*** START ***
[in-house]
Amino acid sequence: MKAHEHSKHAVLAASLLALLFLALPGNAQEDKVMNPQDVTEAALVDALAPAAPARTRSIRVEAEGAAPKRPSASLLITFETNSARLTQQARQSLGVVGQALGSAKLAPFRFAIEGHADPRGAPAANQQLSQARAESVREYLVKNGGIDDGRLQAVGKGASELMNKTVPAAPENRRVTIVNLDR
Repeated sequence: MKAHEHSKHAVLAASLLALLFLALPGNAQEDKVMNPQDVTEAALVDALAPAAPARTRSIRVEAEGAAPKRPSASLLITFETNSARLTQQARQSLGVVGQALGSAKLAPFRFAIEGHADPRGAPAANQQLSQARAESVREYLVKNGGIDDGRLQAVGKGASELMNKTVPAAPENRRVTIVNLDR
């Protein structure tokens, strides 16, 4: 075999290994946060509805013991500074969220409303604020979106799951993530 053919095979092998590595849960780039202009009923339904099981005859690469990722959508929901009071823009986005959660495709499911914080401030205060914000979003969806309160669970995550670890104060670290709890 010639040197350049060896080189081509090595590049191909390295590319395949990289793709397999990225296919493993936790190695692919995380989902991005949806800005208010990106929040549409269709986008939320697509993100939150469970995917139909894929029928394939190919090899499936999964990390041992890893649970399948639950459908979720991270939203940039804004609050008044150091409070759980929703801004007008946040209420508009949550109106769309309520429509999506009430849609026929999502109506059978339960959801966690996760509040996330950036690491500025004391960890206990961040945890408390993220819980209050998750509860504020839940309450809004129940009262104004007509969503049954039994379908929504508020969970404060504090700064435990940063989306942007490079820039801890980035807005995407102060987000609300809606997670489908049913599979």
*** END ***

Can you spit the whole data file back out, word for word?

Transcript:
[in-house]
Amino acid sequence: MKAHEHSKHAVLAASLLALLFLALPGNAQEDKVMNPQDVTEAALVDALAPAAPARTRSIRVEAEGAAPKRPSASLLITFETNSARLTQQARQSLGVVGQALGSAKLAPFRFAIEGHADPRGAPAANQQLSQARAESVREYLVKNGGIDDGRLQAVGKGASELMNKTVPAAPENRRVTIVNLDR
Repeated sequence: MKAHEHSKHAVLAASLLALLFLALPGNAQEDKVMNPQDVTEAALVDALAPAAPARTRSIRVEAEGAAPKRPSASLLITFETNSARLTQQARQSLGVVGQALGSAKLAPFRFAIEGHADPRGAPAANQQLSQARAESVREYLVKNGGIDDGRLQAVGKGASELMNKTVPAAPENRRVTIVNLDR
């Protein structure tokens, strides 16, 4: 075999290994946060509805013991500074969220409303604020979106799951993530 053919095979092998590595849960780039202009009923339904099981005859690469990722959508929901009071823009986005959660495709499911914080401030205060914000979003969806309160669970995550670890104060670290709890 010639040197350049060896080189081509090595590049191909390295590319395949990289793709397999990225296919493993936790190695692919995380989902991005949806800005208010990106929040549409269709986008939320697509993100939150469970995917139909894929029928394939190919090899499936999964990390041992890893649970399948639950459908979720991270939203940039804004609050008044150091409070759980929703801004007008946040209420508009949550109106769309309520429509999506009430849609026929999502109506059978339960959801966690996760509040996330950036690491500025004391960890206990961040945890408390993220819980209050998750509860504020839940309450809004129940009262104004007509969503049954039994379908929504508020969970404060504090700064435990940063989306942007490079820039801890980035807005995407102060987000609300809606997670489908049913599979």